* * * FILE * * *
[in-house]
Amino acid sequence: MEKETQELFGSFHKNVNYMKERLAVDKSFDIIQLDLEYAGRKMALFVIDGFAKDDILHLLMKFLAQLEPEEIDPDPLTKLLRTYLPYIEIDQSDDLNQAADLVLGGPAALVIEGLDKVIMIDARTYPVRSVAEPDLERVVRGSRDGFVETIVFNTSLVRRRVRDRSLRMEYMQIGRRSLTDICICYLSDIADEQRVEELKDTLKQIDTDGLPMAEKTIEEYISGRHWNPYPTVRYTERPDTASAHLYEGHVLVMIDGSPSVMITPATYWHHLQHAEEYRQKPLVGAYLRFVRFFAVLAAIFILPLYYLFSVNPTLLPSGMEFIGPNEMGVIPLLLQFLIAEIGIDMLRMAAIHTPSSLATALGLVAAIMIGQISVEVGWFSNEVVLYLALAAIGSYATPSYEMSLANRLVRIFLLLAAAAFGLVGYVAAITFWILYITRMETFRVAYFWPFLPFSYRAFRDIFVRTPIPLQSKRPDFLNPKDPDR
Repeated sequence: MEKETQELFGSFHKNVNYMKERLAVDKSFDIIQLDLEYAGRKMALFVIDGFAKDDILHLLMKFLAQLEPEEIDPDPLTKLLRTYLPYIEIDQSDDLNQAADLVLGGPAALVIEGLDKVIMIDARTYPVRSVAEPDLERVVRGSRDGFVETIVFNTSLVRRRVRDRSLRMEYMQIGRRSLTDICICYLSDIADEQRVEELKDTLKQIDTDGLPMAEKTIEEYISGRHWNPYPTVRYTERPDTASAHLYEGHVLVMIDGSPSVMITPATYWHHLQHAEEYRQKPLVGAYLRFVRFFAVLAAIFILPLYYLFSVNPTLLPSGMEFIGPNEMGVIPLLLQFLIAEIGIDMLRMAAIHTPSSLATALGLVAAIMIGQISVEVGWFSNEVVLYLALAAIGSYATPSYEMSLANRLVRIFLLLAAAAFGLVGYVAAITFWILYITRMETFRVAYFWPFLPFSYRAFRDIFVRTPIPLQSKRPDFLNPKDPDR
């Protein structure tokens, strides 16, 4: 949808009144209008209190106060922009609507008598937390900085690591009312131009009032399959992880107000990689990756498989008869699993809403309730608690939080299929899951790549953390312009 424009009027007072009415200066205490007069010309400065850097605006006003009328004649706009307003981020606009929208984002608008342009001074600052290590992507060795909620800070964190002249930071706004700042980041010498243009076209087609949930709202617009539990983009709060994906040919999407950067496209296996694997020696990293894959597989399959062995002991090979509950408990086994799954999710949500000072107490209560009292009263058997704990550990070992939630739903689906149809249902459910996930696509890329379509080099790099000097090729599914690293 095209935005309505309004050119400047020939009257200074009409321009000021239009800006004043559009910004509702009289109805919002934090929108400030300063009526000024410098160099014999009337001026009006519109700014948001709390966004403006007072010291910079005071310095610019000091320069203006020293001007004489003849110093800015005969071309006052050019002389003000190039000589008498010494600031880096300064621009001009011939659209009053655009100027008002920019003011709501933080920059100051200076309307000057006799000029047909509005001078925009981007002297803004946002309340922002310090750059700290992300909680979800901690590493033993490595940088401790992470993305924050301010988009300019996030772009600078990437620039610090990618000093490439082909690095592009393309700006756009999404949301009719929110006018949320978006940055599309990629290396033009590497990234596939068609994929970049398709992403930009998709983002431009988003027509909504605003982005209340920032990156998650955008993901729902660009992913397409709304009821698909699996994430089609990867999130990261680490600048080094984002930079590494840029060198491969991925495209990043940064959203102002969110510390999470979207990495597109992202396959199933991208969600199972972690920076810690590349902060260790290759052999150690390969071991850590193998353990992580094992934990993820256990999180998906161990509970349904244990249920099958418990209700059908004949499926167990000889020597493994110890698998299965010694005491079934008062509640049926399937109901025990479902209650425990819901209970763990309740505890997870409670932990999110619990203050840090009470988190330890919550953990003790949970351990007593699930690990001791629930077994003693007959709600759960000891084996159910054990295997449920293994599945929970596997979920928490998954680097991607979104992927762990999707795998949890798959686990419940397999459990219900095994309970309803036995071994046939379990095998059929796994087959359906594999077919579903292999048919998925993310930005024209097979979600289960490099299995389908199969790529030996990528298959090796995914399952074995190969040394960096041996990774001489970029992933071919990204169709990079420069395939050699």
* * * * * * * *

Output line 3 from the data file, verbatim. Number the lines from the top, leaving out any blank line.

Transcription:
Repeated sequence: MEKETQELFGSFHKNVNYMKERLAVDKSFDIIQLDLEYAGRKMALFVIDGFAKDDILHLLMKFLAQLEPEEIDPDPLTKLLRTYLPYIEIDQSDDLNQAADLVLGGPAALVIEGLDKVIMIDARTYPVRSVAEPDLERVVRGSRDGFVETIVFNTSLVRRRVRDRSLRMEYMQIGRRSLTDICICYLSDIADEQRVEELKDTLKQIDTDGLPMAEKTIEEYISGRHWNPYPTVRYTERPDTASAHLYEGHVLVMIDGSPSVMITPATYWHHLQHAEEYRQKPLVGAYLRFVRFFAVLAAIFILPLYYLFSVNPTLLPSGMEFIGPNEMGVIPLLLQFLIAEIGIDMLRMAAIHTPSSLATALGLVAAIMIGQISVEVGWFSNEVVLYLALAAIGSYATPSYEMSLANRLVRIFLLLAAAAFGLVGYVAAITFWILYITRMETFRVAYFWPFLPFSYRAFRDIFVRTPIPLQSKRPDFLNPKDPDR